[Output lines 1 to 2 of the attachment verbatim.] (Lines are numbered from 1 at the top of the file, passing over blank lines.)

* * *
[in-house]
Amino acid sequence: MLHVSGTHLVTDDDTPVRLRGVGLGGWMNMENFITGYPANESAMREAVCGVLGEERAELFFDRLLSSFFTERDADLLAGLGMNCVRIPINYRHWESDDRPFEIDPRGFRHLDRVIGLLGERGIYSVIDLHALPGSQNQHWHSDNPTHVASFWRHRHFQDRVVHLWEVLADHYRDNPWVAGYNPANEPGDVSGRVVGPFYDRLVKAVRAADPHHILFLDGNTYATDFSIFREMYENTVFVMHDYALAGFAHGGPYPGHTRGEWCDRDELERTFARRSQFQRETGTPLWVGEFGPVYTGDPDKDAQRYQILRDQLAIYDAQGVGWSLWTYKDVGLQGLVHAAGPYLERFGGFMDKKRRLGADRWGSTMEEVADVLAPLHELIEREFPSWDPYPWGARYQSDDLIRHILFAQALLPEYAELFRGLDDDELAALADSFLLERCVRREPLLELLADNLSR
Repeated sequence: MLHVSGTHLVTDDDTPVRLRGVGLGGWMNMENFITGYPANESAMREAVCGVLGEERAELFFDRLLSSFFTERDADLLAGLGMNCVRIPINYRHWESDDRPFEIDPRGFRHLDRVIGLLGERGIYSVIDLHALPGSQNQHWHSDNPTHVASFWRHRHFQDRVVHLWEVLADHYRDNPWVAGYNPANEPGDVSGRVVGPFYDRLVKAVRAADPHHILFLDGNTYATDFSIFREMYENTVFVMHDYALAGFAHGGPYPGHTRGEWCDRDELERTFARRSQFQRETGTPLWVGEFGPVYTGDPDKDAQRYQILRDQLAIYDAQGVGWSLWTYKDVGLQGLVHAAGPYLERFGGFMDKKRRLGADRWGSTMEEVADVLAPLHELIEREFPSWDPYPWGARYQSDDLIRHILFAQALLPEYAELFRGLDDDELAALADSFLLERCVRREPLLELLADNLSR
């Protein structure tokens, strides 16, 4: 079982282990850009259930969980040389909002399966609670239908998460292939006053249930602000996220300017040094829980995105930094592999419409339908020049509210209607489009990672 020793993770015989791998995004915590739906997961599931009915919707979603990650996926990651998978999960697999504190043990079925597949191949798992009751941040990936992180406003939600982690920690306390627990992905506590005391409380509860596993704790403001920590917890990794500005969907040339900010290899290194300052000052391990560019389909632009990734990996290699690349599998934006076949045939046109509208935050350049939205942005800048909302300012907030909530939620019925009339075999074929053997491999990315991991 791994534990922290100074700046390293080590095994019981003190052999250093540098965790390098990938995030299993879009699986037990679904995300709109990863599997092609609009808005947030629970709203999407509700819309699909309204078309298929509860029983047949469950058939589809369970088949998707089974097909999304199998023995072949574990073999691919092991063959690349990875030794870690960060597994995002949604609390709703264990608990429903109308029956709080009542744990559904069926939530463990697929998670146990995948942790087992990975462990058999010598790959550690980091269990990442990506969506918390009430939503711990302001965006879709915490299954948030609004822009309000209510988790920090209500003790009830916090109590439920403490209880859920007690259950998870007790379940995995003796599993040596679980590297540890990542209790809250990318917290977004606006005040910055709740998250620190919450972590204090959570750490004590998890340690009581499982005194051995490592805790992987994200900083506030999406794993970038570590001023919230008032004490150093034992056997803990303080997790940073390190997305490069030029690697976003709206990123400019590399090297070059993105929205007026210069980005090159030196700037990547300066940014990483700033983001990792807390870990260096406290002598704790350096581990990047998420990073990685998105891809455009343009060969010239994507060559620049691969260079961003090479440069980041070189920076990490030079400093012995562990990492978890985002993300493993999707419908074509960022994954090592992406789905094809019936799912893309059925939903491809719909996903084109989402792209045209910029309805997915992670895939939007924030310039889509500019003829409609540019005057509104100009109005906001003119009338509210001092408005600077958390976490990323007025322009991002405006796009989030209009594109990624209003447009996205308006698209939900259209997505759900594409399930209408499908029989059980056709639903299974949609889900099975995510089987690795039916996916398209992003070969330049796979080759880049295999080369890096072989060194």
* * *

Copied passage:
[in-house]
Amino acid sequence: MLHVSGTHLVTDDDTPVRLRGVGLGGWMNMENFITGYPANESAMREAVCGVLGEERAELFFDRLLSSFFTERDADLLAGLGMNCVRIPINYRHWESDDRPFEIDPRGFRHLDRVIGLLGERGIYSVIDLHALPGSQNQHWHSDNPTHVASFWRHRHFQDRVVHLWEVLADHYRDNPWVAGYNPANEPGDVSGRVVGPFYDRLVKAVRAADPHHILFLDGNTYATDFSIFREMYENTVFVMHDYALAGFAHGGPYPGHTRGEWCDRDELERTFARRSQFQRETGTPLWVGEFGPVYTGDPDKDAQRYQILRDQLAIYDAQGVGWSLWTYKDVGLQGLVHAAGPYLERFGGFMDKKRRLGADRWGSTMEEVADVLAPLHELIEREFPSWDPYPWGARYQSDDLIRHILFAQALLPEYAELFRGLDDDELAALADSFLLERCVRREPLLELLADNLSR